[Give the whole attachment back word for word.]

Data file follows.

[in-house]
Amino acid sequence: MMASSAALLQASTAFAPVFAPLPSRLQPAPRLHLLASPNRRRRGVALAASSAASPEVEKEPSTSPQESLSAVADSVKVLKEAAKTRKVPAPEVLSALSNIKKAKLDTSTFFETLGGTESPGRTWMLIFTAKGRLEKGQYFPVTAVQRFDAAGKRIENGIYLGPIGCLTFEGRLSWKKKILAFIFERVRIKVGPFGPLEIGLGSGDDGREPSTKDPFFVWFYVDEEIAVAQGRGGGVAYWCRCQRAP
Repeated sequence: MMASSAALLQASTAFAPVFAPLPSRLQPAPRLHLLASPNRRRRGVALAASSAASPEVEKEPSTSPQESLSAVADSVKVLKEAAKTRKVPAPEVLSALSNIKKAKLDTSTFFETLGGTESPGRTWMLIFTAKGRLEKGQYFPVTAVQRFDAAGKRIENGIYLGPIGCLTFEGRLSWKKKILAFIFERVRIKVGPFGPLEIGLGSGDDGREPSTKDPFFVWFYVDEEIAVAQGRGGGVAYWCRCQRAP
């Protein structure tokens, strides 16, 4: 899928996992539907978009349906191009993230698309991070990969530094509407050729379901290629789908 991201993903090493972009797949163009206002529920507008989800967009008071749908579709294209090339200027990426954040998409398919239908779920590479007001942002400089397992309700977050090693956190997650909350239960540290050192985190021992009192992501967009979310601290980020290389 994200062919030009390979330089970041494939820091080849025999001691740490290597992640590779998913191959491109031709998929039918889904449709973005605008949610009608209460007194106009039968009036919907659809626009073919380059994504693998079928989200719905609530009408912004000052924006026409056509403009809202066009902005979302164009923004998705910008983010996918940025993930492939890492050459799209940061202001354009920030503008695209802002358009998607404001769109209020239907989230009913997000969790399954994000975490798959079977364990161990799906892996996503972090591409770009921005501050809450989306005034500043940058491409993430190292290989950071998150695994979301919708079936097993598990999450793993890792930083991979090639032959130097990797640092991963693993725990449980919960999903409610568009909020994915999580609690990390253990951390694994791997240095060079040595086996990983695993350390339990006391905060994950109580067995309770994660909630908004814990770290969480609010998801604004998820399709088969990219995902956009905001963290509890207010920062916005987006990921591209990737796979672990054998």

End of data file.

[in-house]
Amino acid sequence: MMASSAALLQASTAFAPVFAPLPSRLQPAPRLHLLASPNRRRRGVALAASSAASPEVEKEPSTSPQESLSAVADSVKVLKEAAKTRKVPAPEVLSALSNIKKAKLDTSTFFETLGGTESPGRTWMLIFTAKGRLEKGQYFPVTAVQRFDAAGKRIENGIYLGPIGCLTFEGRLSWKKKILAFIFERVRIKVGPFGPLEIGLGSGDDGREPSTKDPFFVWFYVDEEIAVAQGRGGGVAYWCRCQRAP
Repeated sequence: MMASSAALLQASTAFAPVFAPLPSRLQPAPRLHLLASPNRRRRGVALAASSAASPEVEKEPSTSPQESLSAVADSVKVLKEAAKTRKVPAPEVLSALSNIKKAKLDTSTFFETLGGTESPGRTWMLIFTAKGRLEKGQYFPVTAVQRFDAAGKRIENGIYLGPIGCLTFEGRLSWKKKILAFIFERVRIKVGPFGPLEIGLGSGDDGREPSTKDPFFVWFYVDEEIAVAQGRGGGVAYWCRCQRAP
């Protein structure tokens, strides 16, 4: 899928996992539907978009349906191009993230698309991070990969530094509407050729379901290629789908 991201993903090493972009797949163009206002529920507008989800967009008071749908579709294209090339200027990426954040998409398919239908779920590479007001942002400089397992309700977050090693956190997650909350239960540290050192985190021992009192992501967009979310601290980020290389 994200062919030009390979330089970041494939820091080849025999001691740490290597992640590779998913191959491109031709998929039918889904449709973005605008949610009608209460007194106009039968009036919907659809626009073919380059994504693998079928989200719905609530009408912004000052924006026409056509403009809202066009902005979302164009923004998705910008983010996918940025993930492939890492050459799209940061202001354009920030503008695209802002358009998607404001769109209020239907989230009913997000969790399954994000975490798959079977364990161990799906892996996503972090591409770009921005501050809450989306005034500043940058491409993430190292290989950071998150695994979301919708079936097993598990999450793993890792930083991979090639032959130097990797640092991963693993725990449980919960999903409610568009909020994915999580609690990390253990951390694994791997240095060079040595086996990983695993350390339990006391905060994950109580067995309770994660909630908004814990770290969480609010998801604004998820399709088969990219995902956009905001963290509890207010920062916005987006990921591209990737796979672990054998």